During one of our last sessions of Stephen Ministry training a few weeks ago, we covered a section in one of our required reading assignments called, "The Grace to Receive."   If you are anything like me, and have experienced a long season of need, sit back and open your heart up wide for the following words.  They just might challenge your perspective.  Kenneth C. Haugk writes:

"Strange that Christians should find it difficult to be gracious receivers when we confess that our entire lives- physical and spiritual- are gifts of God's Spirit.  And although the Bible stresses giving, it also gives us examples of receiving."

"Christ showed us how to be gracious receivers when He allowed the sinful woman to anoint Him.  In fact, I think Jesus rather enjoyed receiving this gift.  He had forgiven the woman, and she wished to demonstrate her faith and gratitude.  Jesus and the woman shared an act of community that would not have been possible had He refused her ministrations."

"The Apostle Paul had a similar give-and-take relationship with the people of Philippi (Philippians 4: 10-20).  Paul gave to them; they gave to him: they both received from each other.  Paul highly valued self-sufficiency, but he could graciously receive gifts when in need.  Both giving and receiving were important to Paul and he participated comfortably in both."

"It is a general psychological and theological TRUTH that individuals have difficulty giving to others unless they have first received.  Scripture emphasizes this most clearly.  The first letter of John (1 John 4:7-21) stresses that we are able to love others only because we have first received love from Jesus Christ.  In 2 Corinthians 1:4 Paul tells us that we are able to comfort and help others only because Jesus has first comforted us."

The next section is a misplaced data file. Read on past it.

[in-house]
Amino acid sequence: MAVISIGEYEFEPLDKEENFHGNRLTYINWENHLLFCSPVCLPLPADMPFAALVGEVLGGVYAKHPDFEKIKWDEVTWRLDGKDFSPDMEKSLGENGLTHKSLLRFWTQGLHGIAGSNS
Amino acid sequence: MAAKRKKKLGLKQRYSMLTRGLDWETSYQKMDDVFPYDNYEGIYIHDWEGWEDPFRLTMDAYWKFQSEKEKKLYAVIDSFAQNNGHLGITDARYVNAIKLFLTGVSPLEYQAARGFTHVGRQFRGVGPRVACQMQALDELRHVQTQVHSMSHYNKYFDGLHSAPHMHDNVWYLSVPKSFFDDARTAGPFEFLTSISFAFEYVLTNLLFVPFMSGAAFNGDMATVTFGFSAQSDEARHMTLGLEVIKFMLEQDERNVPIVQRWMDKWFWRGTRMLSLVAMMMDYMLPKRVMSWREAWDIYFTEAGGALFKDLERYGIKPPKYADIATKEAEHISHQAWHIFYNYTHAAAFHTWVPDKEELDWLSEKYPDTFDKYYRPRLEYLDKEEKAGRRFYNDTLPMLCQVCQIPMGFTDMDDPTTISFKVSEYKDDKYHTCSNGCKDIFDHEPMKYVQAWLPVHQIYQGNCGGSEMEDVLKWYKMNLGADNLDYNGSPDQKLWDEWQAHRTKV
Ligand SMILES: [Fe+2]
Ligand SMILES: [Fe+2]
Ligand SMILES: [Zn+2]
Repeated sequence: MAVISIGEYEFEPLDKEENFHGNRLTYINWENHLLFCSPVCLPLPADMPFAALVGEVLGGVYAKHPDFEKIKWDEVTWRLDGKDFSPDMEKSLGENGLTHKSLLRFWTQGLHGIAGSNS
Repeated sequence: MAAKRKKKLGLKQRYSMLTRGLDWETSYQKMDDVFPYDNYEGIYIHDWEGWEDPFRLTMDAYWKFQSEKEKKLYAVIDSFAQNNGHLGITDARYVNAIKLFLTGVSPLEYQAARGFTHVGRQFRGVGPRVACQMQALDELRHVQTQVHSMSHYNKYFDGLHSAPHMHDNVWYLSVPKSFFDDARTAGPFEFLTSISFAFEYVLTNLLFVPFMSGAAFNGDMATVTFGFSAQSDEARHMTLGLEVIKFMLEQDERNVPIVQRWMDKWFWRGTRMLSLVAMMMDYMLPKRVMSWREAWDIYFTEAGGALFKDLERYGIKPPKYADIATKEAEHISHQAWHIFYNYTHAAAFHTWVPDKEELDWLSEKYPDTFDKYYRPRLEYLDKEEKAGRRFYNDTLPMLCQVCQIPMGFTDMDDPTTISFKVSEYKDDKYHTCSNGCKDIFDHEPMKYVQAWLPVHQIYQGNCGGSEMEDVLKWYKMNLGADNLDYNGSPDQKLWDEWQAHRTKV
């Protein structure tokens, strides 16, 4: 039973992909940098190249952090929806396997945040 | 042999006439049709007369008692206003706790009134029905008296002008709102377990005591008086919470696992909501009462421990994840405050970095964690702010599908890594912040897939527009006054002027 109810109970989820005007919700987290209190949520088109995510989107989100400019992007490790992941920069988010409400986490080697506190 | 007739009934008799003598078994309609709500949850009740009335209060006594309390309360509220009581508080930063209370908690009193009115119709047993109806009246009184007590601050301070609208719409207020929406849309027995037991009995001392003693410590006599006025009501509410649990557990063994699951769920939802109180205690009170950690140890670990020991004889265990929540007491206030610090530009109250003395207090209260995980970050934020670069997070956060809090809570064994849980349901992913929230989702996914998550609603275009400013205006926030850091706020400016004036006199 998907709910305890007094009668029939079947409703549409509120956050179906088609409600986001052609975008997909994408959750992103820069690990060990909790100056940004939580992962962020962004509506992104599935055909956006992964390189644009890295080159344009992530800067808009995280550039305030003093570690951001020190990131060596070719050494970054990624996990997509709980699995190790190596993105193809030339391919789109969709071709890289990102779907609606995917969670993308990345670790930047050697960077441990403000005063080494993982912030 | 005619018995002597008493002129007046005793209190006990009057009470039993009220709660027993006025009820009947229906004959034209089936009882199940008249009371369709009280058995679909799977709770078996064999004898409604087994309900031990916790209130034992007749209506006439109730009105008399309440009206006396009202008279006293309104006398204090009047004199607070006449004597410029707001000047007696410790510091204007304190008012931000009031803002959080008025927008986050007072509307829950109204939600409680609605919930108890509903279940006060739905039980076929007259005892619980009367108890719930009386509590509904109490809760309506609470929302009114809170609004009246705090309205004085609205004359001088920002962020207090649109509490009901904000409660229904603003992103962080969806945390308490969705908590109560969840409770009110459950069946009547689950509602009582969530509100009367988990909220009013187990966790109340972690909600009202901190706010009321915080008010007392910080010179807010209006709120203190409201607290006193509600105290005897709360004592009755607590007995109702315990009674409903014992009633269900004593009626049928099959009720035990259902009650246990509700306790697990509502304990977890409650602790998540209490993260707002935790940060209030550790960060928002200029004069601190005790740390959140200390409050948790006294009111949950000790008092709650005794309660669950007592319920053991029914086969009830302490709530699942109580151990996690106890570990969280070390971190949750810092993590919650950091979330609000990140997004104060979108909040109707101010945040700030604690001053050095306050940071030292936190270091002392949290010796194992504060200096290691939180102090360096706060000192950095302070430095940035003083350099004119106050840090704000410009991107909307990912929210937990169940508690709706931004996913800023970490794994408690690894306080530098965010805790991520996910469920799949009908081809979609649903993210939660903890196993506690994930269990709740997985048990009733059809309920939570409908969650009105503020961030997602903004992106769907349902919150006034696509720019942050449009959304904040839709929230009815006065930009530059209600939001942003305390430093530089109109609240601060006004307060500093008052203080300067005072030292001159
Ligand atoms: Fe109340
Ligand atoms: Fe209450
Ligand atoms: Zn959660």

"When Christians, then, give love and concern to others, they are sharing the love of Christ active within them.  And when we receive gifts of love from our brothers and sisters in Christ, we are in a real sense also receiving Christ."

Did you catch that?  This last statement stopped me in my tracks.  I never want to deny receiving Christ or anything He has to offer.  Refusing help or closing the door of opportunity to graciously receive is, in a way, rejecting Christ.  He uses His body of believers to be His hands and feet.  When we refuse them, in a sense, we refuse Him.

The author further explains, "The parable of the last judgment in Matthew 25:31-46 instructs us to feed people, give them something to drink, welcome strangers, clothe people, take care of sick persons, and visit prisoners.  And, Jesus takes time to emphasize, when we do this we are not only helping other people, we are also ministering to Jesus Christ Himself.  ("Truly I tell you, just as you did it to one of the least of these who are members of my family, you did it to Me.") So Christ is present in both the giver and the receiver, in both the act of giving and the act of receiving."